activeLayer.definitionExpression = "buildingID IN (25617, 4682)";
backgroundLayer.definitionExpression = "buildingID NOT IN (25617, 4682)";

Code snippet to show how to highlight features by having two identical layers in the ArcGIS JS API.

In order to filter the layers properly, different definition expressions from various tools can simply be concatenated. Because the filtering as well as selecting a building or multiple building influences the appearance of both the view and the components of the application, interacting with the application updates the definition expression that is attached to the active layer. For example, if a user selects two buildings and wants to see the office units of the ground floor of those buildings, then the following definition expressions are combined:

“buildingID IN (25617, 4682)”

“Floor = ‘Groundfloor'”
“Usage = ‘Office'”

activeLayer.definitionExpression = “buildingID IN (25617, 4682) AND Floor = ‘Groundfloor’ AND Usage = ‘Office'”;

When querying a layer you can either build a new query or you can create one that already satisfies the definitionExpression that is set on the layer. By using createQuery() the result will only return already filtered features – as described and shown in the SceneLayer filter and query sample. This was especially practical to retrieve values for interactively creating charts and statistics as the where clause of the query does not need to be constructed again because the layer has a definition expression from where this information is obtained directly.

var query = activeLayer.createQuery();

query.returnGeometry = false;
query.outFields = ['*'];

  var selection = result.features;
  // create chart data from selection 

Code snippet to show how to query a Scene Layer by accessing the already filtered features.

Final Thoughts

The process of building c-through can be seen as an integration of promising input data into a chain of Esri products that finally outputs a meaningful application which has the potential to support and simplify analysis and decision making in urban planning. We initially started with an issue in urban planning where a need for action has established over the past years and have successfully built an easy-to-use solution with comparably little effort. A major advantage of this workflow can be seen in the interoperability of the Esri products that allows for an implementation that can be realized in weeks instead of months.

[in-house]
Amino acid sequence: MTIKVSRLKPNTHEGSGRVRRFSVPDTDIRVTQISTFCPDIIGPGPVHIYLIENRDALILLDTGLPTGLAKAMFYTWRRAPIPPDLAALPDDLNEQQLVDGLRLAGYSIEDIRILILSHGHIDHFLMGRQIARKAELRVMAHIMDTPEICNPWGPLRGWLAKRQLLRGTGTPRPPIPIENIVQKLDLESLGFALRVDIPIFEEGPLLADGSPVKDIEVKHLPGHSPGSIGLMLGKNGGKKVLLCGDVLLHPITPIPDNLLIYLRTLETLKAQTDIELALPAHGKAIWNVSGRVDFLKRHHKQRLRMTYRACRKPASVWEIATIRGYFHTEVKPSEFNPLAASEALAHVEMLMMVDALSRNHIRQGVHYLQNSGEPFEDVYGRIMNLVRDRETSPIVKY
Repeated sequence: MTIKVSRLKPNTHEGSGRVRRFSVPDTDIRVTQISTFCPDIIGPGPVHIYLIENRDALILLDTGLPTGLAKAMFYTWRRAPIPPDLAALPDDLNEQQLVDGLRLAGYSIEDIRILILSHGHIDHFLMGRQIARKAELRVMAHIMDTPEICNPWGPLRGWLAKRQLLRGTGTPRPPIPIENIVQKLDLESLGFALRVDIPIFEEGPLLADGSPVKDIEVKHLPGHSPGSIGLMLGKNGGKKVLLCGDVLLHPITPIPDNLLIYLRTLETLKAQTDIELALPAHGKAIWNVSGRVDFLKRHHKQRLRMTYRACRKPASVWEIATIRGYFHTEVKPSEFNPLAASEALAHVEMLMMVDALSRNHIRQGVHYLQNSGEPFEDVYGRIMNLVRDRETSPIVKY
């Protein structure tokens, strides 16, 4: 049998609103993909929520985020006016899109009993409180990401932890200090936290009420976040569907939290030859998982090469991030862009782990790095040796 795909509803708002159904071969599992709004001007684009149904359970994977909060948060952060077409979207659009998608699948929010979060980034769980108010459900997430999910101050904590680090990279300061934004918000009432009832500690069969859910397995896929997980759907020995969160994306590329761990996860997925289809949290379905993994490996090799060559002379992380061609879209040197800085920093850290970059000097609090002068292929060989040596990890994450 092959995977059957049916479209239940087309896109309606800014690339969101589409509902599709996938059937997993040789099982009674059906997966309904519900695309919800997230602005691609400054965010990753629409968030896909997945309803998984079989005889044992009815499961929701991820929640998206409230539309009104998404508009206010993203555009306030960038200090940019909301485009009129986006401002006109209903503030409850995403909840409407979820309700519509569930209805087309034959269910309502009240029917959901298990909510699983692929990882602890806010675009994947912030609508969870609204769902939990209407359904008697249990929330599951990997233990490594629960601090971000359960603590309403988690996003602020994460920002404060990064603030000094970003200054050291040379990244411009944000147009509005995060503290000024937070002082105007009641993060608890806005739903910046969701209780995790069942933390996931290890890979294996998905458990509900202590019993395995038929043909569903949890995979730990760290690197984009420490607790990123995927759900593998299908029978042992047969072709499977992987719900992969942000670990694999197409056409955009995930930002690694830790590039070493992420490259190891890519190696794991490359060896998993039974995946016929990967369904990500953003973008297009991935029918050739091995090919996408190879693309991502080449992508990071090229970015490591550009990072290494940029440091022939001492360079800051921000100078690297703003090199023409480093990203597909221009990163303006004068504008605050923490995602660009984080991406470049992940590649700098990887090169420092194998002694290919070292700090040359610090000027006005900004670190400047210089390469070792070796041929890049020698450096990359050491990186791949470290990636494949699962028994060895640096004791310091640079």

Urban planning is increasingly heading towards the third dimension not only for visualization tasks towards the end of a project life cycle but more and more also for the analysis in the preliminary steps. Additionally, a consensus on the benefits of web platforms has been reached in this field and those can especially be found in the possibility pf sharing and collaboratively working on projects as well as the potential for useful interaction as the c-through web app has shown. However, we are still at the very beginning of this revolution. There is still a lack of web applications in the field of urban planning that go beyond the simple visualization of attributes or try to display huge portions of a city with a sophisticated level of detail.

C-through has proven as a prototype that these exact requirements can be fulfilled and achieved by using the technology mentioned above. As a general concept, it can be applied to any city or project site that has data on floor and unit scale or can make it available. In the age of BIM, data with an even higher level of detail can be used for such applications and provide a huge potential especially for visualizations and animations.

As a result of the extensive feedback on the c-through prototype, a larger set of interaction as well as animations will be evaluated and tested now in order to eventually reach the next generation of urban planning apps.

About the author

I am a product-minded software engineer & UX designer - combining skills in engineering, design, and leadership. I currently help develop ArcGIS Urban, a web application for urban planners to visualize and plan the future of their cities. I am also an advocate for more diversity in tech & I teach yoga in my free time.